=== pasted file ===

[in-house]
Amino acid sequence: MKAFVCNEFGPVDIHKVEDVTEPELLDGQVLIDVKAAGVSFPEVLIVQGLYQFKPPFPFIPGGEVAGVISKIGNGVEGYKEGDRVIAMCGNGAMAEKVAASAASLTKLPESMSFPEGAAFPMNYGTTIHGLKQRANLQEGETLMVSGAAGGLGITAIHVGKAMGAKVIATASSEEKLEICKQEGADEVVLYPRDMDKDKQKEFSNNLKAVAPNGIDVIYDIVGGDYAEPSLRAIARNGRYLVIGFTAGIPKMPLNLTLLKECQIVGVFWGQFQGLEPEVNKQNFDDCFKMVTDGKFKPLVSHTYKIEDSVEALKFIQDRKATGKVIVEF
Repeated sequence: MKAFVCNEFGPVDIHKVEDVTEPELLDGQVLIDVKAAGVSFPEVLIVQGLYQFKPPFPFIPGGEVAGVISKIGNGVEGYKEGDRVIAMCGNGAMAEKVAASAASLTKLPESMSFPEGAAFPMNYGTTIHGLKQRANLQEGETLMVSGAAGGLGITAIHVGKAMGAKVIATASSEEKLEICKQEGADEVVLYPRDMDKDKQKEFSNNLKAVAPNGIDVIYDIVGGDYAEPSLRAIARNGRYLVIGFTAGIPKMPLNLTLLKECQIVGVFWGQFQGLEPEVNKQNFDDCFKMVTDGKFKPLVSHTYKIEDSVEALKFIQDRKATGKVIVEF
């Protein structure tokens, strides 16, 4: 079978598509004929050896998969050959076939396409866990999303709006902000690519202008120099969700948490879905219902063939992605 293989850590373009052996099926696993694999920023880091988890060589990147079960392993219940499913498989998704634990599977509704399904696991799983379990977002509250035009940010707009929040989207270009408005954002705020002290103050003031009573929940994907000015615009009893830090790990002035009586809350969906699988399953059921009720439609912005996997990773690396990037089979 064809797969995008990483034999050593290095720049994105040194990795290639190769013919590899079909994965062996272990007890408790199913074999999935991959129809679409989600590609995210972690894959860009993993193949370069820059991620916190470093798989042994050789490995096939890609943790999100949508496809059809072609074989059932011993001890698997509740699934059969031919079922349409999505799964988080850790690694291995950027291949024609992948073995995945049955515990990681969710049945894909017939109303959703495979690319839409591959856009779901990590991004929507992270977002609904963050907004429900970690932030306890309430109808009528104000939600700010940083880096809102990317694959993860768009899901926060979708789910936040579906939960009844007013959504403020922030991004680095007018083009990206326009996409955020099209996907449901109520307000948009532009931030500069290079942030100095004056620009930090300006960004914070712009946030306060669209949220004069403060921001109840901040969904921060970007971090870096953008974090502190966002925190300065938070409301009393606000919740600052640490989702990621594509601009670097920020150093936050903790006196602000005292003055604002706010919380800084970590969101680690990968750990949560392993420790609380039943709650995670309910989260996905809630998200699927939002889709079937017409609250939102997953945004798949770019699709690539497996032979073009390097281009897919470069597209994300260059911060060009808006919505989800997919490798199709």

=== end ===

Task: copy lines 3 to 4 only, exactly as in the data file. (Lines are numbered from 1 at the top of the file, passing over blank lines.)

Repeated sequence: MKAFVCNEFGPVDIHKVEDVTEPELLDGQVLIDVKAAGVSFPEVLIVQGLYQFKPPFPFIPGGEVAGVISKIGNGVEGYKEGDRVIAMCGNGAMAEKVAASAASLTKLPESMSFPEGAAFPMNYGTTIHGLKQRANLQEGETLMVSGAAGGLGITAIHVGKAMGAKVIATASSEEKLEICKQEGADEVVLYPRDMDKDKQKEFSNNLKAVAPNGIDVIYDIVGGDYAEPSLRAIARNGRYLVIGFTAGIPKMPLNLTLLKECQIVGVFWGQFQGLEPEVNKQNFDDCFKMVTDGKFKPLVSHTYKIEDSVEALKFIQDRKATGKVIVEF
């Protein structure tokens, strides 16, 4: 079978598509004929050896998969050959076939396409866990999303709006902000690519202008120099969700948490879905219902063939992605 293989850590373009052996099926696993694999920023880091988890060589990147079960392993219940499913498989998704634990599977509704399904696991799983379990977002509250035009940010707009929040989207270009408005954002705020002290103050003031009573929940994907000015615009009893830090790990002035009586809350969906699988399953059921009720439609912005996997990773690396990037089979 064809797969995008990483034999050593290095720049994105040194990795290639190769013919590899079909994965062996272990007890408790199913074999999935991959129809679409989600590609995210972690894959860009993993193949370069820059991620916190470093798989042994050789490995096939890609943790999100949508496809059809072609074989059932011993001890698997509740699934059969031919079922349409999505799964988080850790690694291995950027291949024609992948073995995945049955515990990681969710049945894909017939109303959703495979690319839409591959856009779901990590991004929507992270977002609904963050907004429900970690932030306890309430109808009528104000939600700010940083880096809102990317694959993860768009899901926060979708789910936040579906939960009844007013959504403020922030991004680095007018083009990206326009996409955020099209996907449901109520307000948009532009931030500069290079942030100095004056620009930090300006960004914070712009946030306060669209949220004069403060921001109840901040969904921060970007971090870096953008974090502190966002925190300065938070409301009393606000919740600052640490989702990621594509601009670097920020150093936050903790006196602000005292003055604002706010919380800084970590969101680690990968750990949560392993420790609380039943709650995670309910989260996905809630998200699927939002889709079937017409609250939102997953945004798949770019699709690539497996032979073009390097281009897919470069597209994300260059911060060009808006919505989800997919490798199709």